“We will continue to find ways we can help support the residents at the School House Apartments,” says Schlafman. “I hope the Red Wagon Group continues to foster relationships and that the community as a whole keeps School House Apartments on their radar.” She adds, “We hope to annually collect for the Eritrean Community. We dream of going over there and meeting the soccer coaches and children who benefited from our efforts. Maybe this will inspire my children to create their own nonprofit one day!”

Words of Praise
“Through her volunteer work with the School House Apartments, Julie organized a parade of donations for necessities during Covid, bringing residents toilet paper, paper towels, even rolls of quarters to do their laundry. Through the Red Wagon Group and New Canaan Moms, Julie has spearheaded so many community projects. For the last holiday season, she collected donations for the School House residents yet again to bring them joy by giving them ‘Twelve Days of Christmas.’ Julie never stops; she even partnered with one resident to help him gather old family recipes and get his own cookbook edited and published.”
—MARIANNE BACHELDOR, TEACHING ASSISTANT, NEW CANAAN PUBLIC SCHOOLS

 


GRACE LOCKHART DJURANOVIC
Committee Member

ORGANIZATIONS: GREENWICH UNITED WAY• BRUCE MUSEUM • GREENWICH ACADEMY • PITCH YOUR PEERS

INSPIRATION
“From a young age, I remember my parents and grandparents always setting a wonderful example with their dedication to service,” says Grace Lockhart Djuranovic. “I grew up watching them volunteer, and my parents [Cricket and Jim Lockhart] are still very active in the Greenwich community. This legacy of giving back instilled values that motivate me to give back every day.” Djuranovic also credits Greenwich Academy. “Community service was an integral part of my education,” she says.

“Professionally, in my previous job managing sponsorships for an international bank, I worked with nonprofits all over the country. This was not only inspiring, but also educational, as I’m able to bring what I’ve learned to my volunteer work locally,” she says.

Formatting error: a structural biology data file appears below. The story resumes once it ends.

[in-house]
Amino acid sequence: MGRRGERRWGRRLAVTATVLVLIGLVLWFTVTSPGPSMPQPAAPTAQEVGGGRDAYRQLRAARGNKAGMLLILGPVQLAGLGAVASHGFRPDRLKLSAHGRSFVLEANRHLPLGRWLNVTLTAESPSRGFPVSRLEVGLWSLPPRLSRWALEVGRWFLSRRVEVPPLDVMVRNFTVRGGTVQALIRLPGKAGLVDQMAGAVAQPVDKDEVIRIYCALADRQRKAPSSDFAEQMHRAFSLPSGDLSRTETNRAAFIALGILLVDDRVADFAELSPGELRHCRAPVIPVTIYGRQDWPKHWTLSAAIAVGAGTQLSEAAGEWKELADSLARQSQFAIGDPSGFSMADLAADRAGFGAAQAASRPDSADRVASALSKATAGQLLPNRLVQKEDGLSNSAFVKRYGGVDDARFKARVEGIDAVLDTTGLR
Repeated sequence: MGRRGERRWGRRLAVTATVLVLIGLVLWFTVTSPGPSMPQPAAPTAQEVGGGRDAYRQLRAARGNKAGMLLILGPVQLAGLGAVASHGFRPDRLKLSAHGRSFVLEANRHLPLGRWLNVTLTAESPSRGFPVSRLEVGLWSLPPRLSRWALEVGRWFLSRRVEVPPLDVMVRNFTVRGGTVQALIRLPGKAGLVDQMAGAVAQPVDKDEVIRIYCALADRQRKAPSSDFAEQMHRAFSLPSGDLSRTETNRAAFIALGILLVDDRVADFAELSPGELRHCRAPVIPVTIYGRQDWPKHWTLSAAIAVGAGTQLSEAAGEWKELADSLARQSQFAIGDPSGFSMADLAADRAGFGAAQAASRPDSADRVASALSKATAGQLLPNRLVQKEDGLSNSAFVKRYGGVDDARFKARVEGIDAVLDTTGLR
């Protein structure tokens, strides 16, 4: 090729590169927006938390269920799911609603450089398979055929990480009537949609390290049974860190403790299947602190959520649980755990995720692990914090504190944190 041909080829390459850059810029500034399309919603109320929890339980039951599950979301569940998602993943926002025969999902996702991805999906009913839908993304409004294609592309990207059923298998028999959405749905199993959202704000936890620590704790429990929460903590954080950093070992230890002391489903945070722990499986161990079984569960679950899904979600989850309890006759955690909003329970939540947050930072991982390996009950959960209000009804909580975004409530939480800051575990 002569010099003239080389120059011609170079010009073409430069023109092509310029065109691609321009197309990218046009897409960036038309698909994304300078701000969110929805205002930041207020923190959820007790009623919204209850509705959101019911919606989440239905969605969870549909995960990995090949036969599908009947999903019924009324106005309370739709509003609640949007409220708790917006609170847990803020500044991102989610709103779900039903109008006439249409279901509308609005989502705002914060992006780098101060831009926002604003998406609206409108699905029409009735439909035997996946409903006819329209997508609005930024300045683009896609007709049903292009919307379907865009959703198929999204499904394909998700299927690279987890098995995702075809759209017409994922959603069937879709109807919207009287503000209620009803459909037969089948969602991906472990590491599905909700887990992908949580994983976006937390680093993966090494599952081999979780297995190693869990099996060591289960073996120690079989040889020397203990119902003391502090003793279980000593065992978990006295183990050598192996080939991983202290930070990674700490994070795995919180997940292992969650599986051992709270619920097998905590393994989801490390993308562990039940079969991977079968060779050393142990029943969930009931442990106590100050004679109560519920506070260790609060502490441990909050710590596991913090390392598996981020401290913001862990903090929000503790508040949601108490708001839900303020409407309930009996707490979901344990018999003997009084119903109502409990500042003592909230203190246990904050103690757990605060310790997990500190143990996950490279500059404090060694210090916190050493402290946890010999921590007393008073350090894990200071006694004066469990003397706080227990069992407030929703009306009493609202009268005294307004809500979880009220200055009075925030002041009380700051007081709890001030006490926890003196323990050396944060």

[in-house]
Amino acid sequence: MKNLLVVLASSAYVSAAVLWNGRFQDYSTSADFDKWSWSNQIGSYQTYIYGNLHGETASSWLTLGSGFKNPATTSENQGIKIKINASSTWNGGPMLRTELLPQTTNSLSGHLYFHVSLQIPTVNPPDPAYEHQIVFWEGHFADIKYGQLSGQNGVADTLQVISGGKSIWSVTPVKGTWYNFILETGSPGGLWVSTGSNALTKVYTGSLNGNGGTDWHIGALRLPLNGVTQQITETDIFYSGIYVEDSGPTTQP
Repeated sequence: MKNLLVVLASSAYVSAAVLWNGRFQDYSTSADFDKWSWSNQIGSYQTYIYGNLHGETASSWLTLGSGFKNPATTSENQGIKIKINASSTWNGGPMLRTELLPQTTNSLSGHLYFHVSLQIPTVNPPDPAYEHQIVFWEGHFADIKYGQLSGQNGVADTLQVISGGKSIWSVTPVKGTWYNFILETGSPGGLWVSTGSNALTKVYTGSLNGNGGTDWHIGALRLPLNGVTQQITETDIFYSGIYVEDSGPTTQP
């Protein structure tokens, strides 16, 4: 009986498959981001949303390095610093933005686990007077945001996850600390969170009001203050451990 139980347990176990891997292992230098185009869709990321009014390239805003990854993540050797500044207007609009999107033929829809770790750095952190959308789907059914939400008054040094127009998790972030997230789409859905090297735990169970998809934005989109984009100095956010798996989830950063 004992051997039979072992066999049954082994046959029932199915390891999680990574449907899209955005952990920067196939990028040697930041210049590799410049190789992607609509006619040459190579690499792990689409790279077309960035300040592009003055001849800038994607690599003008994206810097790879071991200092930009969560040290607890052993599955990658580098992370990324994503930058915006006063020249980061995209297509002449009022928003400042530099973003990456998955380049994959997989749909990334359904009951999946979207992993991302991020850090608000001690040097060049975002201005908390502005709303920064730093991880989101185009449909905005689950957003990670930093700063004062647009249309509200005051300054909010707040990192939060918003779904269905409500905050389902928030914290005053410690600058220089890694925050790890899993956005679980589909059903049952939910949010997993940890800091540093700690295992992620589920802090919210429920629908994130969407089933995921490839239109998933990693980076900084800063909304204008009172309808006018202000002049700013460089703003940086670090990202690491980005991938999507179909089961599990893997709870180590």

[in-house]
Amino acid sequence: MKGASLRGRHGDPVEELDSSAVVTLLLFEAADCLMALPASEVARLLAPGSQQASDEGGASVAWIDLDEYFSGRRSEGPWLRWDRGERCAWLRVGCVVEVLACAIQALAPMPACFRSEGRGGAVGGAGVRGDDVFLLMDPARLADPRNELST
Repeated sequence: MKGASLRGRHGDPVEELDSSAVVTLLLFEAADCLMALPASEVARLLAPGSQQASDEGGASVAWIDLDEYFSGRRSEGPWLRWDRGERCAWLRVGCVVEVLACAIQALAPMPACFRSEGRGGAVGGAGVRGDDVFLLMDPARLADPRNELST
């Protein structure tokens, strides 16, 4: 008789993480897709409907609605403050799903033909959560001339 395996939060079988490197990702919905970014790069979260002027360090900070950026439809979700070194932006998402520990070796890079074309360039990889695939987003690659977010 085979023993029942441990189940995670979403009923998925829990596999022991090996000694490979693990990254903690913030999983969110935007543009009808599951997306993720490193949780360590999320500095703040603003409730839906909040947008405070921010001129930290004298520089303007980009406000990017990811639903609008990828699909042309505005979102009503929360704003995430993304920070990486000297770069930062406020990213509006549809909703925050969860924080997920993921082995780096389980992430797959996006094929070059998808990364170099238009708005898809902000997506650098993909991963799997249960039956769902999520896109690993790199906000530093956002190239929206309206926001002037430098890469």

COURAGE INTO ACTION
“Cochairing the Bruce Museum Night at the Museum Family Fundraiser seeded the idea for the Bruce Contemporaries, as we wanted to engage more families with young children and also young professionals,” says Djuranovic. Launched in 2018, Contemporaries now has 100 members and offers special events monthly. Djuranovic recently cochaired the museum’s biggest annual fundraiser, the Bruce Gala, which netted over $500,000.

“The Greenwich United Way has also been a special organization to my family, as my mother was a cofounder of Sole Sisters, the GUW women’s initiative with the mission of ‘Women Stepping Up to Help Others Step Forward,’” explains Djuranovic. Djuranovic cochaired that event in 2018 and 2019. As a GUW board member, she has served on the Grants Committee and now is vice chair of Board Affairs and chair of the Nominating Committee.

Djuranovic is also a member of Greenwich Academy’s Alumnae Association Board and supports Pitch Your Peers, a local, female-only, grant-funding organization.

HOPES & DREAMS
“I feel very lucky to call Greenwich my hometown, which is why I’ve focused my efforts locally,” says Djuranovic. “My hope is that these organizations keep providing the excellent services and programs that improve the lives of so many on a daily basis. I see the Greenwich United Way continuing to lead the way in addressing local human services needs, especially with essential programs like the Early Childhood Achievement Gap Solutions Program. I hope Bruce Contemporaries continues to grow as the museum grows. The New Bruce will completely transform the museum, and I am looking forward to seeing how it impacts the local art community and the town of Greenwich.”

Words of Praise
“A truly great nonprofit board member requires a strong character, an unwavering commitment to the cause, the gift of time and a willingness to use personal and professional resources to advance the organization’s mission. Grace leverages all these, and more, for the Greenwich United Way. Grace’s boundless energy and leadership has helped us assist our most vulnerable in myriad ways. From our grants to organizations to our own Direct Impact programs, Grace’s expert input, thoughtfulness and kindness exemplify what a valuable board member she is to us.”
—DAVID RABIN, PRESIDENT & CEO GREENWICH UNITED WAY